The Deh Gah Got'ie senior's home in Fort Providence isn't really part of that spectrum. Although it has been renovated in the past, it is designed for independent living. It is meant for people who do not require regular support at all. Mr. Speaker, the Minister of Health and Social Services and the NWT Housing Corporation visited the facility during a recent tour. To address this, Fort Providence leaders want a long-term facility established in our community. It might be made capable of providing that care.

Instead, Mr. Speaker, the department intends to regionalize long-term care. That means beds are centred at larger facilities in larger communities, and that in small communities elders have to move. The department argues that community based long-term care is impossible, that economies of scale work against us, that it simply cannot be done.

I have seen the numbers, Mr. Speaker. I know how many beds we need, and how much it would cost to build and operate them. I know why the department favours regionalization, but I need you to understand why I cannot support that argument, because it smacks of the residential school experience, Mr. Speaker.

Under the residential school system, the state used its power to split First Nations communities and families and force First Nations children from their homes. Now, the government tells us, our elders, that if they want to place in long-term care, they must leave their communities, their families, and their homes. Even if the department does not intend this comparison, they must still understand how their decisions are experienced in the communities. Money might be saved, but it is saved on the backs of First Nations, people uprooted from their homes.

This government has committed to prioritizing aging in place and to fulfill the TRC's calls to action, and the regionalization of long-term care is inconsistent with those calls to action. There must be a solution that does not repeat the wounds of the residential school system. There is no other option that I could accept. Masi, Mr. Speaker.

The Speaker

The Speaker Jackson Lafferty

Masi. Members' statements. Member for Kam Lake.

Kieron Testart

Kieron Testart Kam Lake

Mr. Speaker, it is a great thing that students of Yellowknife have a variety of choices when pursuing their educational goals. Whether Yellowknife Education District No. 1, Yellowknife Catholic schools, or at the Commission scolaire francophone Territoires du Nord-Ouest. All these schools are amazing places of learning, and officials at the Department of Education, Culture and Employment have done a great job providing support to the Yellowknife schools, but today I want to talk about a school in my constituency that is dealing with an ongoing problem that has a simple situation. That school is Ecole St. Joseph's School.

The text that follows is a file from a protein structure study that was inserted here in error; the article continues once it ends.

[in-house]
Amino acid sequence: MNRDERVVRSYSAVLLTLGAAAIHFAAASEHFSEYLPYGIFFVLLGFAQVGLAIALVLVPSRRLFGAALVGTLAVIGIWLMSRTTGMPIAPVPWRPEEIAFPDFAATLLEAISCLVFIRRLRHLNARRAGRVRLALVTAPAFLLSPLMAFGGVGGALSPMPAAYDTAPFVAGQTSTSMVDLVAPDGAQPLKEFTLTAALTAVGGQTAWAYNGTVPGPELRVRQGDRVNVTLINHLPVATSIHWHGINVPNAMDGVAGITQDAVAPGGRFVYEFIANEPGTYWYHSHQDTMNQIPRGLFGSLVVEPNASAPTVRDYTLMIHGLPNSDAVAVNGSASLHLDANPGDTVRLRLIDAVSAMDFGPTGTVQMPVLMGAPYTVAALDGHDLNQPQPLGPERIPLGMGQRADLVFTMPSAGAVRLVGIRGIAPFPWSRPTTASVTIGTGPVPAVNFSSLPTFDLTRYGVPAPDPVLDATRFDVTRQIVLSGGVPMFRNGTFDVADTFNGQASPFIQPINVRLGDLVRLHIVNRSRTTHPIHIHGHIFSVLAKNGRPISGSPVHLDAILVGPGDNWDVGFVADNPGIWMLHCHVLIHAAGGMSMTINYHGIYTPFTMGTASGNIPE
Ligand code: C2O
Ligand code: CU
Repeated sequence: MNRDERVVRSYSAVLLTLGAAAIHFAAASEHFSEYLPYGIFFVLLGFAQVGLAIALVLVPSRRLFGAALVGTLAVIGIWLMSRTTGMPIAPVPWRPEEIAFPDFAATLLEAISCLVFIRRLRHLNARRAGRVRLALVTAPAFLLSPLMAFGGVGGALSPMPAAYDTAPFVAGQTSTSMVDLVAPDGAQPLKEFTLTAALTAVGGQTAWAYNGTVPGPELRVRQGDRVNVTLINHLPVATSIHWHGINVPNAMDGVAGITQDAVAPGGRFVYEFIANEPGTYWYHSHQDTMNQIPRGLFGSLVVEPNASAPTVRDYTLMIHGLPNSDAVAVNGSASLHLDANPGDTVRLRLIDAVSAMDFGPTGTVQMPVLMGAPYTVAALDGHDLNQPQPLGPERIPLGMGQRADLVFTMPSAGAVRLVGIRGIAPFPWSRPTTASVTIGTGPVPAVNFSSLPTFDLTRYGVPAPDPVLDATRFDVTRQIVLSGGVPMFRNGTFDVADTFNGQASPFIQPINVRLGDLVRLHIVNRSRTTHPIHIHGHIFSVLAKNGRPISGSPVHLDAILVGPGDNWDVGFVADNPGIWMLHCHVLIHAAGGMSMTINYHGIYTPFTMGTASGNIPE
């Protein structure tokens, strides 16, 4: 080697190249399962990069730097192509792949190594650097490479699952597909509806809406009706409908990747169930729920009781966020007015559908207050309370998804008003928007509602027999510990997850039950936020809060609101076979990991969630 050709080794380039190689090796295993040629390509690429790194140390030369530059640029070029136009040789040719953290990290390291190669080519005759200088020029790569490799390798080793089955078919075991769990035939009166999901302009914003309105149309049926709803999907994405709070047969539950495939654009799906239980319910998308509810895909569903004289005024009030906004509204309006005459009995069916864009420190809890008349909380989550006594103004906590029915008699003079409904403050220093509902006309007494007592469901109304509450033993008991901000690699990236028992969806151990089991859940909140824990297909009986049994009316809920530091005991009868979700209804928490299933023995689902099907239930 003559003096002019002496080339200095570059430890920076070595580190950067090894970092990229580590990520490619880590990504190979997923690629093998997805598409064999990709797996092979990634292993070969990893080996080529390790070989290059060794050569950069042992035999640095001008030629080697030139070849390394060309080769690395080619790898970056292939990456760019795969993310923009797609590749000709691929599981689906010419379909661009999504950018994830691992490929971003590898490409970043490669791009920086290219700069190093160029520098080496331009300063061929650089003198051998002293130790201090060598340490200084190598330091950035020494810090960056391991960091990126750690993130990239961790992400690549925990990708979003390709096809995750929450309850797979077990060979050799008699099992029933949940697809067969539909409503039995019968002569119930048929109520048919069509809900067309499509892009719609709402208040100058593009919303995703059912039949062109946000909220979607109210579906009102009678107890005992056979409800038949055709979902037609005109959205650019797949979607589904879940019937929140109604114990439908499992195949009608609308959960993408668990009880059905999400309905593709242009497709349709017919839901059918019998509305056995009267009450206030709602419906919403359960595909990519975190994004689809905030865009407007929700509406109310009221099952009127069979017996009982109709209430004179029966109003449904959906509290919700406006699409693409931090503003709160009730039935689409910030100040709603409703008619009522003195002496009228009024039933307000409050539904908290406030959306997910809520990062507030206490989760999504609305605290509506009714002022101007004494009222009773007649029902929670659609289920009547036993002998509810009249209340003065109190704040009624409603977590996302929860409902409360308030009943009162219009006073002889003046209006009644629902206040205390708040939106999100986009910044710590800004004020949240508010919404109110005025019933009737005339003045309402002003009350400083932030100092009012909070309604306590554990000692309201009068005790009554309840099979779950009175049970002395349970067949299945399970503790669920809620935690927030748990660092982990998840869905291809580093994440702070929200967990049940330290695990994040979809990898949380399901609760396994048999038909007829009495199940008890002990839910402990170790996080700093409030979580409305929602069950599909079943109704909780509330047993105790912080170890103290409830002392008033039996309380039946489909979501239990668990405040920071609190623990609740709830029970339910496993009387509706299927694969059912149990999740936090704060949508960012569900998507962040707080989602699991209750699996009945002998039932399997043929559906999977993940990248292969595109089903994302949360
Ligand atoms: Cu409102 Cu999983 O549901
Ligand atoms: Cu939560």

Mr. Speaker, the Minister of Education, Culture and Employment has determined the number of students needed to put the school at 100 per cent capacity is 581. In the current school year, Ecole St. Joseph School currently has 571 students enrolled, putting them at 97 per cent capacity. If current student population remains the same, then we can project next school year will be at 102 per cent capacity, and the following year at 103 per cent capacity. This clearly indicates we have an overcrowding problem at St. Joseph's, and need to resolve it immediately before it starts to effect the educational standards students and parents expect from St. Joe's; the largest primary school in the Northwest Territories.

This has been a point of discussion between the Minister and Yellowknife Catholic Schools for over three years, and the main suggestion that has come from the Minister was to share space with Yellowknife District No. 1. Quite frankly, Mr. Speaker, this is an unacceptable outcome to everyone involved, and in the long run will not solve the lack of space at St. Joseph's.

Mr. Speaker, I'll admit I'm confused about the Minister's plan and how it will be a cost-saving measure. If these students are to be attending Ecole St. Joseph, then obviously they will still have to be using space. Or will they be counted as not attending Ecole St. Joseph, but rather attending whatever public school they are situated in, except for the Yellowknife Catholic Schools' curriculum? I suppose this means we'll have to transport students to and from wherever these spare classrooms are located. This plan is confusing, it's unfair to both students and teachers who want to attend Ecole St. Joseph and have chosen that school for their students' futures.